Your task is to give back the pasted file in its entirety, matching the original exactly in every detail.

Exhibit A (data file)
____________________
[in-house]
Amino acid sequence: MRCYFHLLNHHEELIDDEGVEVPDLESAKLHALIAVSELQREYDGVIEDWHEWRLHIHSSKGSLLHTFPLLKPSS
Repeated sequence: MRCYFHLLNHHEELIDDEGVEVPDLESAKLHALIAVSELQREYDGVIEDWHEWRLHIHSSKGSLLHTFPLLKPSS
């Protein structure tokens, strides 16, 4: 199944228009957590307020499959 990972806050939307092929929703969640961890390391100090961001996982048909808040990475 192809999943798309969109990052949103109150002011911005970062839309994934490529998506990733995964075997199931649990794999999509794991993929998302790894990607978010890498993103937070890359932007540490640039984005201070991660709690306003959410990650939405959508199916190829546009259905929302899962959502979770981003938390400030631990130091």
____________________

[in-house]
Amino acid sequence: MRCYFHLLNHHEELIDDEGVEVPDLESAKLHALIAVSELQREYDGVIEDWHEWRLHIHSSKGSLLHTFPLLKPSS
Repeated sequence: MRCYFHLLNHHEELIDDEGVEVPDLESAKLHALIAVSELQREYDGVIEDWHEWRLHIHSSKGSLLHTFPLLKPSS
């Protein structure tokens, strides 16, 4: 199944228009957590307020499959 990972806050939307092929929703969640961890390391100090961001996982048909808040990475 192809999943798309969109990052949103109150002011911005970062839309994934490529998506990733995964075997199931649990794999999509794991993929998302790894990607978010890498993103937070890359932007540490640039984005201070991660709690306003959410990650939405959508199916190829546009259905929302899962959502979770981003938390400030631990130091």